by Brian Whitaker
Originally published in Middle East
International, 22 March, 2001
extraordinary security, US Vice-President Dick Cheney set foot in
Yemen last week and declared: "We have increasingly
developed close relations between ourselves and Yemen."
Leaving behind most of his staff
and the press corps in the presumed safety of Egypt, Mr Cheney
arrived on a military plane which carried out "evasive
manoeuvres" as it dipped between the mountains into Sana'a
Once safely on the ground, he
ventured no further than the airport buildings, where President
Ali Abdullah Salih and others had travelled to meet him. Two hours
later, he took to the sky again in another flurry of evasive
Mr Cheney's trip, the first by a
high-ranking American since George Bush senior - then
vice-president - visited Yemen in 1986, may not have been strictly
necessary but, given the need for security co-operation, omitting
Yemen from his 11-country Middle East tour would have aroused
Reports that some 400 American
"spies and military personnel" are already in Yemen,
helping to track down remnants of al-Qa'eda, appear to be
exaggerated. The reality, according to official sources, is that
there will be three American teams of "advisers and
trainers", each with 20-30 members.
These will be rotated at monthly
intervals so, although several hundred people may be involved, no
more than 100 are likely to be in Yemen at any given time.
The Yemeni government says it is
happy to have their assistance but wants them to stay out of sight
in order to avoid stirring up public opinion which is increasingly
hostile towards American policies in the region.
On the day Mr Cheney arrived,
eight political parties issued a statement condemning his visit
and accusing the US of trying to dominate the region militarily
and to destabilise its security.
The day after his visit, a
25-year-old Yemeni, variously described as unemployed or a
student, threw two grenades - readily obtainable in Yemen - into
the grounds of the US embassy in Sana'a. He was arrested and found
to have a third grenade in his possession.
Although there are suspicions that
he may belong to a militant group, some sources claim he is
On March 11, a Briton working for
a marine company in Hudeidah was shot in the neck by two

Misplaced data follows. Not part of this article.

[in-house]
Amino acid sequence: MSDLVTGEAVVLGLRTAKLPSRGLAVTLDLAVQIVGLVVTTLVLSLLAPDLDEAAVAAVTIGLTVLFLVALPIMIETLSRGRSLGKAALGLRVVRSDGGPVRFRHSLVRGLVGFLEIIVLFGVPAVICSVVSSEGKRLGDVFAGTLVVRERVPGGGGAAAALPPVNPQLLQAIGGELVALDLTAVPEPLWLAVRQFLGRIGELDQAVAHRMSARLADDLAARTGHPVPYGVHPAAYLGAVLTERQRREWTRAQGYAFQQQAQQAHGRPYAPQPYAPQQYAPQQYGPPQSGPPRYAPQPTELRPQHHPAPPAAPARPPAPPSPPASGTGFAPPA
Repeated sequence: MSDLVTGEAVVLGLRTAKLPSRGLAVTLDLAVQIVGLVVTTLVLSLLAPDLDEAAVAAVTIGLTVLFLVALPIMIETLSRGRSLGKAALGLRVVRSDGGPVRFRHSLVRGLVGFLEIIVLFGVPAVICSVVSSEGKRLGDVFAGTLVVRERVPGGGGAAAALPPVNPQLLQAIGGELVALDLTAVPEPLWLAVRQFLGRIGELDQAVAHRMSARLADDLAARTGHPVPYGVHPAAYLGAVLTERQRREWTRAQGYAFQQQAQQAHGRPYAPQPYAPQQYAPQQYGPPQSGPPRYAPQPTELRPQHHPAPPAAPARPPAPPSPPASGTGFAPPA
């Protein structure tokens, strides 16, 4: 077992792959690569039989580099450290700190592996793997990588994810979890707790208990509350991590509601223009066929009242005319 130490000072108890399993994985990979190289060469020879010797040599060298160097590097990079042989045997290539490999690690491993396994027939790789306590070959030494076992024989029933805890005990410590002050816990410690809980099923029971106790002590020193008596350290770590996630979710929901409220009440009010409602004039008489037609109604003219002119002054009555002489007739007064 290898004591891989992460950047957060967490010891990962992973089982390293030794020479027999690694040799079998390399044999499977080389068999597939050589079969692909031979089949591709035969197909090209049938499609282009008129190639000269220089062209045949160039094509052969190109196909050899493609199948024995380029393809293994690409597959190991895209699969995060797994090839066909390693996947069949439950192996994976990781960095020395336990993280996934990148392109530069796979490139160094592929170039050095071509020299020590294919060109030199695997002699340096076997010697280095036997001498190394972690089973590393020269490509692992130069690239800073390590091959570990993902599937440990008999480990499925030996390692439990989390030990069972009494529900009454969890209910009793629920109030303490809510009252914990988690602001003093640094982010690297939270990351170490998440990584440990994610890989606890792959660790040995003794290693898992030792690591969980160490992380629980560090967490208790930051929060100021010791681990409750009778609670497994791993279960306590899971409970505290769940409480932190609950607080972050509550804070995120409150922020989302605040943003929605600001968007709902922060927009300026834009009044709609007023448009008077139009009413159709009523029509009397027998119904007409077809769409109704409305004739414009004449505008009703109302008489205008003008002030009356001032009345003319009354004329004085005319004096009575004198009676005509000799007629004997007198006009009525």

unidentified men on a motor cycle. The man, David John, is
recovering in hospital and, once again, the motives for the attack
Meanwhile, the purge of Yemen's
education system - intended to root out the causes of religious
militancy - shows signs of flagging. The private al-Iman
university, run by Sheikh Abd al-Majid al-Zindani, leader of the
radical wing of the Islah party, is back in business after a brief
closure by the authorities.
About 7,000 people attended
celebrations on March 13 to mark the university's ninth
anniversary. Sheikh Abdullah al-Ahmar, Yemen's parliamentary
speaker, praised its academic achievements while Sheikh Zindani,
who is also the university's rector, portrayed the clamp-down on
religious extremists as a war against Islam.
Before its temporary closure,
al-Iman university had about 800 foreigners among its 6,000
Until the events of September 11,
Yemen was a popular place for foreigners to study Islam, and
students at the more extreme institutions sometimes moved on into
al-Qa'eda or similar organisations.
Since then, the authorities have
arrested and expelled large numbers of foreign students. Twelve
Malaysian students, aged 15-25, who were arrested last month have
now been freed following pressure from the Malaysian government.
The twelve were studying at an
unregistered school, Ma'ahad Tahfiz al-Quran in Ta'izz. Six others
from the same school evaded arrest and took refuge in the
The crumbling "war on
terrorism" in Yemen's educational system is further evidence
that Mr Cheney's pilot is not the only expert in evasive